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Evidence supporting the implementation of novel surgical devices is unstandardized, despite recommendations for assessing novel innovations. This study aimed to determine the proportion of novel implantable devices used in gastrointestinal surgery that are supported by evidence from RCTs.A list of novel implantable devices placed intra-abdominally during gastrointestinal surgery was produced. Systematic searches were performed for all devices via PubMed and clinical trial registries. The primary outcome measure was the availability of at least one published RCT for each device. Published RCTs were appraised using the Cochrane tool for assessing risk of bias.A total of 116 eligible devices were identified (implantable mesh 42, topical haemostatics 22, antiadhesion barriers 10, gastric bands 8, suture and staple-line reinforcement 7, artificial sphincters 5, other 22). One hundred and twenty-eight published RCTs were found for 33 of 116 devices (28·4 per cent). Most were assessed as having a high risk of bias, with only 12 of 116 devices (10·3 per cent) supported by a published RCT considered to be low risk. A further 95 ongoing and 23 unpublished RCTs were identified for 42 of 116 devices (36·2 per cent), but many (64 of 116, 55·2 per cent) had no evidence from published, ongoing or unpublished RCTs. The highest stage of innovation according to the IDEAL Framework was stage 1 for 11 devices, stage 2a for 23 devices, stage 2b for one device and stage 3 for 33 devices. The remaining 48 devices had no relevant clinical evidence.Only one in ten novel implantable devices available for use in gastrointestinal surgical practice is supported by high-quality RCT evidence.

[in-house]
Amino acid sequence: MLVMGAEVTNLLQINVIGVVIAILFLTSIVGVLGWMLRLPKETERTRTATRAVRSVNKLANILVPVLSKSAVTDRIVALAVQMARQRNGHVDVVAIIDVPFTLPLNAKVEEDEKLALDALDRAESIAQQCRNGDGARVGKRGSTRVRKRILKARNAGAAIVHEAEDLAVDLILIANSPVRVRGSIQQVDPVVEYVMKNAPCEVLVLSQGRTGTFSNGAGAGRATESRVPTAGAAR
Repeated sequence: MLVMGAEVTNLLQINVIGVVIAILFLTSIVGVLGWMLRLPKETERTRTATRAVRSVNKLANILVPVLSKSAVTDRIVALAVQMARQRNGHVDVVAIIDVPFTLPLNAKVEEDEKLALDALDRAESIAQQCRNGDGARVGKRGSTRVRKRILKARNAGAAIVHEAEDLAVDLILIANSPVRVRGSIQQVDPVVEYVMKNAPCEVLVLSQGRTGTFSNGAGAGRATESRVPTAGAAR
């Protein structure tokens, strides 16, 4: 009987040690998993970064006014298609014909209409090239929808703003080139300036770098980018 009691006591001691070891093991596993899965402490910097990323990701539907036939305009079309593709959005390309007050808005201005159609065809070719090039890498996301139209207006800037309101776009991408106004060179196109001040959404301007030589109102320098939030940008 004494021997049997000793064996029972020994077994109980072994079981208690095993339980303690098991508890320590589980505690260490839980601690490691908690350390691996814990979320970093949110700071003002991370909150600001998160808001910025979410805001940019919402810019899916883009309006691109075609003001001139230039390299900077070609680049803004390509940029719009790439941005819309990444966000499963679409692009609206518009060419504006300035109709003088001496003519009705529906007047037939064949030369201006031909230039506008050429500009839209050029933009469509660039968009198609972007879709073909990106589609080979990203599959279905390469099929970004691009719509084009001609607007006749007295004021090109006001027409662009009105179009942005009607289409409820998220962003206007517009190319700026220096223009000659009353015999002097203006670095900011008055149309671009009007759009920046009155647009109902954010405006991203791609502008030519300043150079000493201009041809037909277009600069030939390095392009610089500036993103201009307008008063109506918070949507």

Original publication

DOI

10.1002/bjs.10485

Type

Journal article

Journal

The British journal of surgery

Publication Date

05/2017

Volume

104

Pages

734 - 741

Addresses

Leeds Institute of Biomedical and Clinical Sciences, University of Leeds, Leeds, UK.

Keywords

Humans, Digestive System Surgical Procedures, Prospective Studies, Cross-Sectional Studies, Prostheses and Implants, Evidence-Based Medicine, Diffusion of Innovation, Review Literature as Topic, Randomized Controlled Trials as Topic